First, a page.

8 reminders of what happens when an MLB team is caught sleeping
Baseball is a game that demands attention. Players on the field must remain alert at all times, lest a ball come flying their way out of nowhere or a runner take off suddenly for second base. It takes constant vigilance to excel.
Because if you stop paying attention even for a second, you can get into trouble. Here are eight moments where Major Leaguers were caught sleeping:
Hamilton is so fast, blinking constitutes sleeping when he's on the bases. Just look how casually he took third base on a throw back to the pitcher:
The year is 2015. Murphy has yet to totally catch fire in the postseason and become the Daniel Murphy who led the National League in OPS in 2016. Instead, he uses a secret weapon: Taking off for third base when teams least expect it.
In May, he did it against the Cubs, when an unsuspecting
And in the NLDS against the Dodgers, Murphy went from first to third on a walk, taking advantage of a distracted
That came in the second game of his record-breaking six-game homer streak, and it's safe to say the collective baseball world stopped sleeping on Murphy right about then.
Davis has stolen more than 30 bases in a season four times since 2012, thanks to his knack for taking advantage of lackadaisical opposition like this:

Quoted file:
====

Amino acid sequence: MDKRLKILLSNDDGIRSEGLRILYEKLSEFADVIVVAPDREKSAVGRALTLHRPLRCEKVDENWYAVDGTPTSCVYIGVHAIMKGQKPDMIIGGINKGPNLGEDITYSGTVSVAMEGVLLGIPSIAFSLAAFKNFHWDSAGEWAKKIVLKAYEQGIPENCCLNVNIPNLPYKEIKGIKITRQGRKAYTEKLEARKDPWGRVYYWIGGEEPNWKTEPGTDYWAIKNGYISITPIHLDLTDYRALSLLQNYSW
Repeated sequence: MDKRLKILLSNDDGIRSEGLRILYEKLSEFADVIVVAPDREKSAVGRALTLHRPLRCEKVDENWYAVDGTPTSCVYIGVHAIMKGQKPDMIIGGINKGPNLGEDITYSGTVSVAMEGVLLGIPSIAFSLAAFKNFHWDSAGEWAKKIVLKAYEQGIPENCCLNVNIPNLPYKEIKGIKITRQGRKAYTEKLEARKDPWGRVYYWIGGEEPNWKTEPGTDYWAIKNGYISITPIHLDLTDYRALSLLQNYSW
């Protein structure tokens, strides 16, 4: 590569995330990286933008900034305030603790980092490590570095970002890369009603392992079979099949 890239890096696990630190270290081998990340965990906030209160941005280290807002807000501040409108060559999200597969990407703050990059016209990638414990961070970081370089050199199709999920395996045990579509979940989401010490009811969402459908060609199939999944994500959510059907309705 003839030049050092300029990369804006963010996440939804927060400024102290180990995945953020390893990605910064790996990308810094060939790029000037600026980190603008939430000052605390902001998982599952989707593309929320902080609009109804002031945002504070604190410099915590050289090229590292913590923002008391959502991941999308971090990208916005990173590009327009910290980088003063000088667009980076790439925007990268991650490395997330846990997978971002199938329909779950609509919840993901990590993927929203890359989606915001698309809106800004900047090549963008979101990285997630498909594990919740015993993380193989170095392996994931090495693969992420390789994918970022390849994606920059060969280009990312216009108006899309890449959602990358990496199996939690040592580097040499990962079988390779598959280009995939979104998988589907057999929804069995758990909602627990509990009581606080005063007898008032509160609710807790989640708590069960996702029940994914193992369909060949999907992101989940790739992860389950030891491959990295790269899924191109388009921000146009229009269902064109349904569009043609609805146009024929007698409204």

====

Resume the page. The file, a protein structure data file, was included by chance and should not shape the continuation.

Stealing home, one of the coolest things a player can do on a baseball diamond, is made infinitely easier when the catcher lobs a sky-high toss back to the pitcher on the mound.
And so does Omar Vizquel
On the other hand, sometimes all you need to steal home is to catch a left-hander in the stretch, like a 41-year-old Vizquel:
The legend of Dae-Sung Koo
The legend of the former Mets reliever is known far and wide. But while his unlikely double off of Randy Johnson gets all the attention, Koo went from second to home on
Don't take a break with
Though the rule has now changed, an intentional walk used to be an opportunity for the defense to take a momentary break -- maybe even zone out for a second. Well, except when Cabrera was at-bat:
And, on occasion, baseball players can literally be caught sleeping:
Hey, it's a long season.